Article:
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What you are trying to do is show the magnitude of flow or the transfer of flow within a system. In your case, search results Between A to Z, where the sub systems can be A to D, E to G, H to Q, Q to Z; and by using a funnel you can show with hierarchy how you got the 100% for A to Z from the sub systems. I'd argue you that this type of a visualization ...


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Why not use the Venn diagram. Easyish to grasp, a bit harder to ignore if big. Scalable if you include the result counts and if there isn't that many search terms. download bmml source – Wireframes created with Balsamiq Mockups Or if the search terms return results that have been already filtered out. download bmml source BONUS Using ...


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If you are dealing with users who are in this application regularly, using this feature every day, you might consider an advanced query builder. Imagine one text input field where you can type not only the filter terms, but the filter categories. So, if I type sub + tab + Jan 2, the filter Submission Date: January 2, 2015 is automatically applied. ...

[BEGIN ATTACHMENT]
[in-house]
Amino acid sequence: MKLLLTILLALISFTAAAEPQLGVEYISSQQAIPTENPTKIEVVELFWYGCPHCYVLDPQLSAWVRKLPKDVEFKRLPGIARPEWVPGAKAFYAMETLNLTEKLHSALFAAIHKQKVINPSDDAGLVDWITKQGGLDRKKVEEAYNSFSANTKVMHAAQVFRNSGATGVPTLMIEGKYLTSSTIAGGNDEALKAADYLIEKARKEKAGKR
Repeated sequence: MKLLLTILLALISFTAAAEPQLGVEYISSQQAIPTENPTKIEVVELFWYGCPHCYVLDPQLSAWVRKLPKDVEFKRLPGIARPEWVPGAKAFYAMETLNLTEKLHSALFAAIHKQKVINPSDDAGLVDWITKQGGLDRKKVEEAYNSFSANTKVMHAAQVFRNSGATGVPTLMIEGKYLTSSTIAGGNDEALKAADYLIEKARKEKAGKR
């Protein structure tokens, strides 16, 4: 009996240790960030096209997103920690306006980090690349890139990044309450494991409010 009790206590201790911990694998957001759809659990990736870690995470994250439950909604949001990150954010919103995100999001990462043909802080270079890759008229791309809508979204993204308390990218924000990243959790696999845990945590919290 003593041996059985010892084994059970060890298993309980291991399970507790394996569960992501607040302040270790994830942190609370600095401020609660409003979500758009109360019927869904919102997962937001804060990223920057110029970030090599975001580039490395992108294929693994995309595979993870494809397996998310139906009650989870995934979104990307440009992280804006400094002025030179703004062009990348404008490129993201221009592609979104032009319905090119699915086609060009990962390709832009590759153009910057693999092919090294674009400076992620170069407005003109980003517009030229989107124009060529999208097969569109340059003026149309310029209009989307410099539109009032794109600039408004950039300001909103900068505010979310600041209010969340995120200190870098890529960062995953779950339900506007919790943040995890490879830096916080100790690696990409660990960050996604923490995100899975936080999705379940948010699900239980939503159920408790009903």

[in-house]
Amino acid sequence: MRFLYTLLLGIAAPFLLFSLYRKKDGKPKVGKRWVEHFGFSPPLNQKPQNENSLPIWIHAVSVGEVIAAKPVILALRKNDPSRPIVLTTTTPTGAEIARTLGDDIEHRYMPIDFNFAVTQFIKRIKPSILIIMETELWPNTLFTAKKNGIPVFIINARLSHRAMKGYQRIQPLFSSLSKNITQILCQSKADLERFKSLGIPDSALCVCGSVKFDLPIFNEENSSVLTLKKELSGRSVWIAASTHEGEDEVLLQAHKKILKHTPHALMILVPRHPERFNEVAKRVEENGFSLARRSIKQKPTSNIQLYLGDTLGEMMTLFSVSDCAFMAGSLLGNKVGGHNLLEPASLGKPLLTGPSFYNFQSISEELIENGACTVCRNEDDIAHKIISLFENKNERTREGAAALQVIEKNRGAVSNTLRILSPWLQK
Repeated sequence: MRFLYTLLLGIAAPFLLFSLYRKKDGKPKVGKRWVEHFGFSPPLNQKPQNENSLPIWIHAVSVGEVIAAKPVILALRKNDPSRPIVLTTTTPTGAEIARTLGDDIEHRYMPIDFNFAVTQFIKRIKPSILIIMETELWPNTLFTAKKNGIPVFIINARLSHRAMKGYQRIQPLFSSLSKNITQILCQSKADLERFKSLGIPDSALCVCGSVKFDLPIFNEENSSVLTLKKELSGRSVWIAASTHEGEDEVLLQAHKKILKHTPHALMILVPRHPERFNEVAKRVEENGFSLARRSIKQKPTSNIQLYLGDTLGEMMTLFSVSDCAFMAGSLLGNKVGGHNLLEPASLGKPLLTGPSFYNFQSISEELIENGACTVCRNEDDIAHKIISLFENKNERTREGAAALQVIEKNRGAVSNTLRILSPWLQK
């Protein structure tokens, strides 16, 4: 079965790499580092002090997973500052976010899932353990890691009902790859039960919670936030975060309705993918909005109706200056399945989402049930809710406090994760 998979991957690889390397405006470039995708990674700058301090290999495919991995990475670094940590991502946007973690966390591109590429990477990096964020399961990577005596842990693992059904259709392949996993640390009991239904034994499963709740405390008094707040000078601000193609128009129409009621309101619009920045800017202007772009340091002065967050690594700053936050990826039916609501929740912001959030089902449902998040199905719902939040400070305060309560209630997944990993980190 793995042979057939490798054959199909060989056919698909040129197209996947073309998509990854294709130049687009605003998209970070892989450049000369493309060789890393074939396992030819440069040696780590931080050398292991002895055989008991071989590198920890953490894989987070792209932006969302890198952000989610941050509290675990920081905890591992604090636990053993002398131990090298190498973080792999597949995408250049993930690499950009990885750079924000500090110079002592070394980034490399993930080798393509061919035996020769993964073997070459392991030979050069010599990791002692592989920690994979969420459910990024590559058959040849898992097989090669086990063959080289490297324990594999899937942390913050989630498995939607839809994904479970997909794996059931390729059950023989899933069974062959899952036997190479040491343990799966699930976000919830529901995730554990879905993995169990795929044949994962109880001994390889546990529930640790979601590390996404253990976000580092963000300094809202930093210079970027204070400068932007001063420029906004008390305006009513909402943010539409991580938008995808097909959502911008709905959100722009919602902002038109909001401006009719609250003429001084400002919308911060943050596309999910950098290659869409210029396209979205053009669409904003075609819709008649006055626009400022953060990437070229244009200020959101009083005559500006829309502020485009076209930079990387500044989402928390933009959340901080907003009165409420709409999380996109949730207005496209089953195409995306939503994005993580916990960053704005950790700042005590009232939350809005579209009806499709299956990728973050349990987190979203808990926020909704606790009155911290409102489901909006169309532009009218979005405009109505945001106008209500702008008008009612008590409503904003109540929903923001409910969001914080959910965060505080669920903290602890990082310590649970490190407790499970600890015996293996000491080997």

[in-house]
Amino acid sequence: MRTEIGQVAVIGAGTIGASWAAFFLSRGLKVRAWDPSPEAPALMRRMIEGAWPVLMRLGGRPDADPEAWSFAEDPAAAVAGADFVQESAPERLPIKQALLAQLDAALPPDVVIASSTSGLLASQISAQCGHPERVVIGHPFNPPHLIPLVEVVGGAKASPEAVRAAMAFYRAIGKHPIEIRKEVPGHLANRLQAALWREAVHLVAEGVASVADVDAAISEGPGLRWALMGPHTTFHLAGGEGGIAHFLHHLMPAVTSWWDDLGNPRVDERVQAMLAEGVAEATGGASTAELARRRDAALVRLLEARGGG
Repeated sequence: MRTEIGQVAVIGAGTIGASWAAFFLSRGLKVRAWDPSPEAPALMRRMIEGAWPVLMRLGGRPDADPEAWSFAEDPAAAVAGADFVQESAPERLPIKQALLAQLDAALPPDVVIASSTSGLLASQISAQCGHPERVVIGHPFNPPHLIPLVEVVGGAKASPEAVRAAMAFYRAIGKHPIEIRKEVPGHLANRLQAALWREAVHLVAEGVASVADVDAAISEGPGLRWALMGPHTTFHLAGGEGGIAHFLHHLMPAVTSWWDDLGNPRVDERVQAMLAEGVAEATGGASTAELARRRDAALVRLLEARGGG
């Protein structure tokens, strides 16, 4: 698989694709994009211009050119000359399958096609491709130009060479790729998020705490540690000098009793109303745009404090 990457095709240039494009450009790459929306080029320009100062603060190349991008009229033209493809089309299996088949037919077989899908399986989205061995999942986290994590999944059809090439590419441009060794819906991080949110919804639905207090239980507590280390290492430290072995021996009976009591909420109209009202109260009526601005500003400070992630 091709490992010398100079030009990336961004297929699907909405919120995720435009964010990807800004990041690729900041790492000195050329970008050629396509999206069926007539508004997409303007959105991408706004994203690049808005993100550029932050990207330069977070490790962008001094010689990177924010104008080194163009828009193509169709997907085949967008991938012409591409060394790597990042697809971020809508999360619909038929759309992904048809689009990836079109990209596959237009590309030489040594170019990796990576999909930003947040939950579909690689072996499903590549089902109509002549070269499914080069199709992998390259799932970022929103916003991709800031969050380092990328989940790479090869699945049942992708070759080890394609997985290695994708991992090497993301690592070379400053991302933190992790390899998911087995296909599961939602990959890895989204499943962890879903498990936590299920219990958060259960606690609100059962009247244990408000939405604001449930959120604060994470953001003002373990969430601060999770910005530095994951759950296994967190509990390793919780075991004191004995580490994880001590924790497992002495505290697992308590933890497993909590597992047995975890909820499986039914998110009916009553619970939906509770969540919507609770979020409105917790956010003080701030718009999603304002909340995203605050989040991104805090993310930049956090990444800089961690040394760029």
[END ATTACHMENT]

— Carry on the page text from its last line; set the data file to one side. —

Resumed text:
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Before making users filter/facet down the results you could let them filter down the search itself, like this (screenshot taken at LinkedIn):


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We faced a similar problem and took a hint from "Spotlight" design. You can see how the search results have been categorized based on Metadata. I think you can show it in a similar way using Sunspot. We achieved a similar result using Sphinx. We had a usability testing done with this kind of categorized search UI as against returning results in the ...